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"Japan-US Relations" at Hofstra University Student Presentation
4 November 2011
Thank you very much for being here. I'm very happy to be speaking in this intimate setting with a group of bright young people. As you know, I'm going to talk to you today about Japan from the perspective of a career diplomat. I hope what you learn from my speech will leave you with lots of questions, as I am eager to hear from you about your impressions of Japan.
I'm sure your current impressions of Japan are at least somewhat colored by what we all witnessed on March 11th. Here is a video to refresh your memory.
The Great East Japan Earthquake and ensuing tsunami left a huge area of Japan's northeast, or Tohoku region, without water, electricity or transportation infrastructure. Approximately 16,000 people were killed, 6,000 are still missing and over 124,000 have been displaced (as of November 4th, 2011). Further, an emergency situation arose at the Fukushima Daiichi nuclear power station that required all residents within a 20km radius to be evacuated. The cost of all damage incurred from the disasters is estimated at 17 trillion yen, or $224 billion.
Two months ago, Japan's Prime Minister Yoshihiko Noda took office. His area of primary concern is recovery and reconstruction of the Tohoku region. In the medium to long term, the government aims to create disaster-resilient local communities, eco-friendly social systems and a welfare-oriented society. Reconstruction financing will occur through measures that will not cause an increase in long-term debt levels, the establishment of an independent Reconstruction Agency and speedy cash disbursements to individuals and small businesses in the affected areas.
Reconstruction has been progressing well. Major transportation infrastructure like the shinkansen bullet train service, major highways and Sendai Airport were all restored shortly following the disaster. No large skyscrapers collapsed and those areas with widespread destruction have had debris removal moving forward swiftly. Please take a look at the distributed materials for a better idea of the status of the recovery.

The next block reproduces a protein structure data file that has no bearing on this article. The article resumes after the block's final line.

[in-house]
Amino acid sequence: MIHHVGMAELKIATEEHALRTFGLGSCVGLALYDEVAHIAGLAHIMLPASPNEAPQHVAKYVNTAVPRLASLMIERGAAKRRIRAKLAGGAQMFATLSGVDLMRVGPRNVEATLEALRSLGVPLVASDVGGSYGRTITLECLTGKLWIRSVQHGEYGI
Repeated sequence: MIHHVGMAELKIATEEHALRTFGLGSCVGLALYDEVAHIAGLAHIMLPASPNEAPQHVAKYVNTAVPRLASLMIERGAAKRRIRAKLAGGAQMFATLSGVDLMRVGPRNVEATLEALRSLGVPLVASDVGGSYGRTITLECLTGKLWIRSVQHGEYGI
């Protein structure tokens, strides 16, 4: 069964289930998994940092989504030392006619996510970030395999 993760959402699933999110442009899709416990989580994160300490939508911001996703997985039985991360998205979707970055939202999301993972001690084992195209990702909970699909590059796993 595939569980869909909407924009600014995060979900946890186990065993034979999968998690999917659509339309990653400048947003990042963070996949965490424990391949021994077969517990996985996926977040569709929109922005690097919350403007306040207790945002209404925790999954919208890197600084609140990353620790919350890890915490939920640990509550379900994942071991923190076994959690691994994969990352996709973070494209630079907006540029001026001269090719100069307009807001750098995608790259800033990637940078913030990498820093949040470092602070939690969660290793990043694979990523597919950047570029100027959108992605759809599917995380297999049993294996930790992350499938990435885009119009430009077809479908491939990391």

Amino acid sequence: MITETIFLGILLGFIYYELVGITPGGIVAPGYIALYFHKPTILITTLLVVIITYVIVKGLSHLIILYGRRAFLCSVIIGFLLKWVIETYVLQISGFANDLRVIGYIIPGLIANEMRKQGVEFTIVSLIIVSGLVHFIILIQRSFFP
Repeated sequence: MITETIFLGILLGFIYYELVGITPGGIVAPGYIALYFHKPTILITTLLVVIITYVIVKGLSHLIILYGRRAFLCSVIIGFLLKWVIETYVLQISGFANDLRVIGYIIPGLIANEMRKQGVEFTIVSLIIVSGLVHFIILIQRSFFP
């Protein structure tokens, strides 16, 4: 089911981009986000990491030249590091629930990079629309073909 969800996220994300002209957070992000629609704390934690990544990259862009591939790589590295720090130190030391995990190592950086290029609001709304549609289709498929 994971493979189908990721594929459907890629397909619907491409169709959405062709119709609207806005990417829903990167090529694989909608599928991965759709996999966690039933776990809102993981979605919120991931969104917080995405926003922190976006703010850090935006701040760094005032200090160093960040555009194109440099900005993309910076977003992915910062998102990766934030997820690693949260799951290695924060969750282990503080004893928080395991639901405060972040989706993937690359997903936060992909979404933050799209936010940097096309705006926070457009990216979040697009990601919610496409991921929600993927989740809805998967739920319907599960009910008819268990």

A separate but related and equally challenging issue to be dealt with is the situation surrounding the Fukushima Daiichi nuclear power station. The main focus of the government is on decontamination of the surrounding areas and detection of heightened radioactivity in other areas. TEPCO's roadmap for Fukushima Daiichi aims to achieve cold shutdown of the reactors by the end of December.
The problems at Fukushima Daiichi necessitated a review of safety measures at all nuclear facilities in Japan. While those checks were ongoing, the Japanese people steeled themselves for setsuden, or the voluntary energy saving measures, so as to ward off brownouts and blackouts during the summer energy peak demand period. Thanks to the efforts of public agencies, corporations and individuals across the country, energy consumption was cut by 18% and Japan was able to make it through the summer without power supply problems.
However, in recognition that this policy of "energy austerity" is only viable as an emergency measure, Prime Minister Noda has stated publically that nuclear power must remain a part of Japan's energy mix in the medium and long term. Further, the government will be working together with electric utilities to complete safety inspections and safety upgrades to nuclear power stations as soon as possible in order to head off potential energy supply problems next year.
Japan places great importance on playing an active role in the international community. As a landlocked country, Japan was historically closed off from the rest of the world outside of its immediate neighbors like China and Korea. But in the modern world, Japan has come out of its proverbial "shell" and takes an active role in such organizations and frameworks as the UN, APEC, ASEAN+3, G7 and G20, to name a few. Japan is consistently ranked among the most generous donors to developing countries, with an overseas development aid, or ODA, budget of 1.7 trillion yen, or $22 billion, in FY2010.
Before we go further into the details of Japan's foreign relations, I would like to give you a brief introduction to the structure and function of the Japanese Government. From the early 17th century for over 250 years, Japan was a feudal nation governed by a number of daimyos, or regional lords, with the Tokugawa shogun acting as the head of government in Tokyo. The Emperor, in Kyoto, was the official head of state, but was effectively a figurehead. With the opening of Japan's borders to foreign trade and exchange in the mid-19th century, a revolution took place, where the Emperor's prominence was restored, and a group of mainly Western-educated officials guided the country to modernity and economic prosperity.